It was under the heading above that an article by Alistair Lexden, commissioned by The Times after 21 MPs had lost the Tory whip, appeared in print on September 5. The piece was cut slightly for publication. The full text follows.
Apart from his school magazine which he edited, Alistair Lexden first appeared in print in 1969—with an edited memoir of Hugh Holmes, Conservative Attorney-General for Ireland in the 1880s, and a book review in The Belfast Telegraph. Other publications followed over the ensuing fifty years.
In an article in The Times on August 23, Professor Robert Tombs, historian and well-known ardent Brexiteer, accused opponents of a no deal Brexit in the Commons of “plotting some sort of parliamentary coup against a government trying to carry out a policy approved by the electorate”.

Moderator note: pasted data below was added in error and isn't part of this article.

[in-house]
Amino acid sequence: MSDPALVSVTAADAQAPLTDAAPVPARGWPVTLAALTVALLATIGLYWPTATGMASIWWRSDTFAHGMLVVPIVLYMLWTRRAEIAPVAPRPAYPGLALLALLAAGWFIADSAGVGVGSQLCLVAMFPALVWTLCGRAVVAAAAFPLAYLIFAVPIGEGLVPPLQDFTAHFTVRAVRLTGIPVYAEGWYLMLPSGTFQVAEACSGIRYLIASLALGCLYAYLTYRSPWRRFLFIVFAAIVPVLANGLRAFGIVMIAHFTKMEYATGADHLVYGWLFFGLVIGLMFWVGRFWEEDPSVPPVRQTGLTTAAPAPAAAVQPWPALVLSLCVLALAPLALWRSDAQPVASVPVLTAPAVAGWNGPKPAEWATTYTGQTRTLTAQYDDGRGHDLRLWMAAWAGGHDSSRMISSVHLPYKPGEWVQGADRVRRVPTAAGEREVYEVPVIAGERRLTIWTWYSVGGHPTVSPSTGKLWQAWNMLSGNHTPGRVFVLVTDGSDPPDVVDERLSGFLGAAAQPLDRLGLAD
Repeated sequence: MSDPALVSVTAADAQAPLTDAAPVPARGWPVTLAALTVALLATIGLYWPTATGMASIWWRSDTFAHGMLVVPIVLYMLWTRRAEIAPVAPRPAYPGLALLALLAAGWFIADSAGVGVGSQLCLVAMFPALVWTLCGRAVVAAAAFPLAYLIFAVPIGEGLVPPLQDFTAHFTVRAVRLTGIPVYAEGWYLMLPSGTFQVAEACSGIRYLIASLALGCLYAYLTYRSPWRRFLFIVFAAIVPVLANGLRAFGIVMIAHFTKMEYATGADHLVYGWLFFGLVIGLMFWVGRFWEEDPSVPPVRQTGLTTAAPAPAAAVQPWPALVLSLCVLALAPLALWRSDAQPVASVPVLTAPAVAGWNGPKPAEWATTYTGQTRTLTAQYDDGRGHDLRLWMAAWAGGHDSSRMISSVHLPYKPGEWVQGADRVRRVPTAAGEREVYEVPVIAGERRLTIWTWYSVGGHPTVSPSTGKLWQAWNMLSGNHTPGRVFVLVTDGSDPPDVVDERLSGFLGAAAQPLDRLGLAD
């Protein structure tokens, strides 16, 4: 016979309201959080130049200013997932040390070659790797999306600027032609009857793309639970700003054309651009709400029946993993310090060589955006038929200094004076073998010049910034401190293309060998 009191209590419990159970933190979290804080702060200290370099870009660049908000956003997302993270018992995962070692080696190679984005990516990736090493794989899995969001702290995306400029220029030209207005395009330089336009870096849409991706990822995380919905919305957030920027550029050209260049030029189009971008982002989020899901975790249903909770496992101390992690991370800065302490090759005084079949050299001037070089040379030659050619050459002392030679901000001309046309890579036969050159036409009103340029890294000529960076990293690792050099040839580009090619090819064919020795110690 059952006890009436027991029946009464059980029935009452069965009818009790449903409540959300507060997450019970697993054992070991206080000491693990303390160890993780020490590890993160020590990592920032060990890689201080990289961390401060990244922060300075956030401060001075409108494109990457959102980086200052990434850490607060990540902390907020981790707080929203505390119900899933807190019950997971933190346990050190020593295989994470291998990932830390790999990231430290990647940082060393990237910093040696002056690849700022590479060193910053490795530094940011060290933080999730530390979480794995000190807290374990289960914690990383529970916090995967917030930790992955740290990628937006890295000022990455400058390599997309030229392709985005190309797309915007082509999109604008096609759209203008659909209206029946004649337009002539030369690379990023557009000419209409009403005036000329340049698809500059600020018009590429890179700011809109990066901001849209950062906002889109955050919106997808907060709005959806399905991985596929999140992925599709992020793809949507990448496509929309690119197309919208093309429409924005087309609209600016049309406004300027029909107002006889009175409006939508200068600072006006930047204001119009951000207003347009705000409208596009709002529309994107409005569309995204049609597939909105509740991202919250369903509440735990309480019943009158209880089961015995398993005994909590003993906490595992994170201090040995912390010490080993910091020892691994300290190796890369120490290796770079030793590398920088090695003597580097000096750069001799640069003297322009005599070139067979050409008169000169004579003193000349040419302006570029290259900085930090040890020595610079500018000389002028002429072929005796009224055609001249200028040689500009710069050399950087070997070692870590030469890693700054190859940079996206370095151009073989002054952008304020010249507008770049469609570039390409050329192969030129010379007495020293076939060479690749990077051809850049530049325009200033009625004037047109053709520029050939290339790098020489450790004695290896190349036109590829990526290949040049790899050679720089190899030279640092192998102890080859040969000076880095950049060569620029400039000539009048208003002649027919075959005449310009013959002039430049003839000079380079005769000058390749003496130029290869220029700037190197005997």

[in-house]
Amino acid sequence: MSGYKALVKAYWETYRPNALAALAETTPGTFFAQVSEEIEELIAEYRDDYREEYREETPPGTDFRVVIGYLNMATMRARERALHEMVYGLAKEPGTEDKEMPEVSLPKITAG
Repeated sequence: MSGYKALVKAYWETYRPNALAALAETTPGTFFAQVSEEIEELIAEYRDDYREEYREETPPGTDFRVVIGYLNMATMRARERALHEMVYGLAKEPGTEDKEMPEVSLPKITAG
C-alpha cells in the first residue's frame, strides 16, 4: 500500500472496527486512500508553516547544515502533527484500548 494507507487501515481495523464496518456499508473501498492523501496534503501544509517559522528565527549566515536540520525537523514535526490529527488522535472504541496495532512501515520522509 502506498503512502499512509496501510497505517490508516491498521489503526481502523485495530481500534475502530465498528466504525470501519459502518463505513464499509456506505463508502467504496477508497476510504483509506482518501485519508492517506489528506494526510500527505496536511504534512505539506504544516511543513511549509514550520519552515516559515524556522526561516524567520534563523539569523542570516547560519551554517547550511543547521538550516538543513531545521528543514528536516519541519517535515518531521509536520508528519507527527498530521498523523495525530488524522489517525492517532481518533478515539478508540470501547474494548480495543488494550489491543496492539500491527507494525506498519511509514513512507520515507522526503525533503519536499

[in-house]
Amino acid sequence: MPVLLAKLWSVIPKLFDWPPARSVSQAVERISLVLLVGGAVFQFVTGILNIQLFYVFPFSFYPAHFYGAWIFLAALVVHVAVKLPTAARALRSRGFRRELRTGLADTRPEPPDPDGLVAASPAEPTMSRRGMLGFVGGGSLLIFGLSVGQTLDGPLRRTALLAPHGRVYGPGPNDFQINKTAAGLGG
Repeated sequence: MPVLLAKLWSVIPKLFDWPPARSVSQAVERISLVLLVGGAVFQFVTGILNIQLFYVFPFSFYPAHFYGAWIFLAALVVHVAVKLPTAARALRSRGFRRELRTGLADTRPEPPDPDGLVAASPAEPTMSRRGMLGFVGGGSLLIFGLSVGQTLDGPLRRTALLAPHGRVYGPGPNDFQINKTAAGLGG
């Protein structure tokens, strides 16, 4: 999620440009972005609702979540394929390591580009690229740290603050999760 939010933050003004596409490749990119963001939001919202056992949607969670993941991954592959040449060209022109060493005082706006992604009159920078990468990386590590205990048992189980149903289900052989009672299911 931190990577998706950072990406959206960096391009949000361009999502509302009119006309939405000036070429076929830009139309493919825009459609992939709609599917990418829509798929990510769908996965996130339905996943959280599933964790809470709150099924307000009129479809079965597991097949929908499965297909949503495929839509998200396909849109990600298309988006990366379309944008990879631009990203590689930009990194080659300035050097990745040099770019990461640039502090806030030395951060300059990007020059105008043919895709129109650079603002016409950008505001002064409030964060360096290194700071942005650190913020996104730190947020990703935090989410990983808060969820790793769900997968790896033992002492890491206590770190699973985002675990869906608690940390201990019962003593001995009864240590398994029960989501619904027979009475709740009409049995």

March this year brought the fortieth anniversary of Airey Neave’s murder. It was marked by the publication of a biography by Patrick Bishop, which I reviewed for Parliament’s House Magazine and, at slightly greater length, for the ConservativeHome website.
On I August (see below )in the aftermath of the conviction of Carl Beech (better known as ‘Nick the fantasist’), Alistair Lexden renewed his call for an independent inquiry into the investigation of allegations against Sir Edward Heath.